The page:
As an artist, an architect shapes the world around her. She establishes a relationship between building and occupant. As an architect, I believe architecture is an art spanning all media. Daily, I work as a painter, a sculptor, a carpenter, a craftsman, a photographer. I engage space, people, landscape, building materials, plants, animals, and climate. I seek to establish a unison across this spectrum and curate a sense of worthiness amidst a space. Architecture is an opportunity to engage its stakeholders throughout this creative process. As more individuals act as spatial agents, as architects, they will empower one another in curating a sense of ownership. Communities will craft and establish a shared dignity in the creative act of design.
Exterior corridors reduce the transmission of airborne disease;
Louvered and clerestory windows optimize air exchange;
Overall layout considers patient and staff flow, maximizing ease and efficiency of care;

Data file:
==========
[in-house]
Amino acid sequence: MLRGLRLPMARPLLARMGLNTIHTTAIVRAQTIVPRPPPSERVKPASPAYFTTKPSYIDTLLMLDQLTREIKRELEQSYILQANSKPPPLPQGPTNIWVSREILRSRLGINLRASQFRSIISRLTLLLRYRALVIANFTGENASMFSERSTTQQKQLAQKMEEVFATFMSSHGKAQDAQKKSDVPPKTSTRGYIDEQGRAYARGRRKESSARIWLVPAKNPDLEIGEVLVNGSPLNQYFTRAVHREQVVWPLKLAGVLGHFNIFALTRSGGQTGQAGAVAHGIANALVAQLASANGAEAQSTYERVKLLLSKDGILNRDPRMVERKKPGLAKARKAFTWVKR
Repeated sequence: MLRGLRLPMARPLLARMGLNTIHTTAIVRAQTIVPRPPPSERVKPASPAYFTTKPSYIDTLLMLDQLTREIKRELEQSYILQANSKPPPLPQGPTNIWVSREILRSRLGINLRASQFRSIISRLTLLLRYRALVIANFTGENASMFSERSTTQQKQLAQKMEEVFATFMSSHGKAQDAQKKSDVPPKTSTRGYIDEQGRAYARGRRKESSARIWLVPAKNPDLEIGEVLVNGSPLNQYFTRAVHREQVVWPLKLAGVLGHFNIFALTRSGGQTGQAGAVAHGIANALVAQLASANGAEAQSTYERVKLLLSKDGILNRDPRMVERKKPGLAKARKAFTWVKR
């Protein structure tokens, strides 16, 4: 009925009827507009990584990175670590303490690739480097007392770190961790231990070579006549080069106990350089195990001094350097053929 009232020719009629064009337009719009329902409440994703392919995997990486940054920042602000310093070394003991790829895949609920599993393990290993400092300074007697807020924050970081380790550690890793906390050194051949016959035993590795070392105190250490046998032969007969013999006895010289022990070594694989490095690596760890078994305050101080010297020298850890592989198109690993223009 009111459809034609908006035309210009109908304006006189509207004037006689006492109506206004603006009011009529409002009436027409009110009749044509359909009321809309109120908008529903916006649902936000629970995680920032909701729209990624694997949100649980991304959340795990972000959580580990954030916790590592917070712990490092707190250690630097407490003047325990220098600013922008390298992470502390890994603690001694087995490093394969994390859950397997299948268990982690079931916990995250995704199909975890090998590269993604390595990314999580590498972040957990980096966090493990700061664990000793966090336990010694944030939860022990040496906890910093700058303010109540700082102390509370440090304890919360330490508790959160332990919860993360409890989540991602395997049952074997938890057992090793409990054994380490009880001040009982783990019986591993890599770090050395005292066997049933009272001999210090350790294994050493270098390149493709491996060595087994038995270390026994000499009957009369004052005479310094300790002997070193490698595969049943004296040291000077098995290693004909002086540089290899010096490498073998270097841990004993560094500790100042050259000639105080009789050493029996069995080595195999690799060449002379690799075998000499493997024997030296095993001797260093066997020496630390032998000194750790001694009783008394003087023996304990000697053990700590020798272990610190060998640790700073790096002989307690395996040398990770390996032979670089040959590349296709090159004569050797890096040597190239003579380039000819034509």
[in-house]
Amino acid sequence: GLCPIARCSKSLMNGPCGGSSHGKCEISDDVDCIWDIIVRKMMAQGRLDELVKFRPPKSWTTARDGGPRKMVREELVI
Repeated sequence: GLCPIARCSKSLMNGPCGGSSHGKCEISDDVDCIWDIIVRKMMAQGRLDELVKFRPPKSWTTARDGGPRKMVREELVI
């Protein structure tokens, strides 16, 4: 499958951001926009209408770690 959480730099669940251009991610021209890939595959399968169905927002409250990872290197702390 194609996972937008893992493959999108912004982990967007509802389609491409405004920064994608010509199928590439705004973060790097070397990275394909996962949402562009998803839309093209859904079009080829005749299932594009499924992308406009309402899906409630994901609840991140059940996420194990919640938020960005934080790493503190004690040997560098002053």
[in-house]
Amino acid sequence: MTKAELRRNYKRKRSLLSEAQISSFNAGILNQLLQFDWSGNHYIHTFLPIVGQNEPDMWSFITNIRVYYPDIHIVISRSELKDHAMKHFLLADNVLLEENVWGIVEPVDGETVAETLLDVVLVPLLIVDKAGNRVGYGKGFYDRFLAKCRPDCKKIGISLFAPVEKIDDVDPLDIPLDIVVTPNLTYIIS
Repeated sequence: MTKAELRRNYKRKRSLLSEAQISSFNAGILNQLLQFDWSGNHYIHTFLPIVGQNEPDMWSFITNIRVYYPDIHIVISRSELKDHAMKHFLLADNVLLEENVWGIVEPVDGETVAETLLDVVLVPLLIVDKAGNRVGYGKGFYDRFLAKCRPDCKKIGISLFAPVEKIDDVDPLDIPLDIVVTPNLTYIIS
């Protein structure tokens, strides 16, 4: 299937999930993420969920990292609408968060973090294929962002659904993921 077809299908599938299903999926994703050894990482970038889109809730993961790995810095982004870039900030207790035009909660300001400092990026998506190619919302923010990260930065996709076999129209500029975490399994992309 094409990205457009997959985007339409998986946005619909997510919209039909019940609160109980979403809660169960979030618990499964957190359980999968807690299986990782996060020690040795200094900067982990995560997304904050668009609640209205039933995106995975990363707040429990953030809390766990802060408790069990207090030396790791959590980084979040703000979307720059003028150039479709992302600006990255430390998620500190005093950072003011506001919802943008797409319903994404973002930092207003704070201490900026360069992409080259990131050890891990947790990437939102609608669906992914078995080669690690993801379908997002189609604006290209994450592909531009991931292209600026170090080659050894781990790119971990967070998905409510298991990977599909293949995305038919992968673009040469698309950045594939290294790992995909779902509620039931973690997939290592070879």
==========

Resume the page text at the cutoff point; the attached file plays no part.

Landscaped courtyards, private terraces, and shared gardens serve family gatherings and patients’ comfort;
A continuous floor finish mitigates bacterial growth.
In marrying a hospital’s design and health strategies, BDH represents a new model of health infrastructure. However, it is neither the louvered windows nor the floor finish that has changed the community of Butaro’s sense of dignity. It is neither the private outdoor terraces nor the beautifully cut volcanic stone (“amakoro”) walls throughout the landscape. It is each community member’s participation and contribution throughout the creative process. It is the 3,989 people employed to construct the project who empower one another in this shared responsibility. It is newly trained, highly skilled masons and local contractors who empower one another throughout the building process. It is the Butaro community and all other individuals who have exposed the common yearning for dignity and the power in building a shared beauty and worth amongst one another.
“Treat people as they want to be and you help them become what they are capable of being.”
Johann Wolfgang von Goethe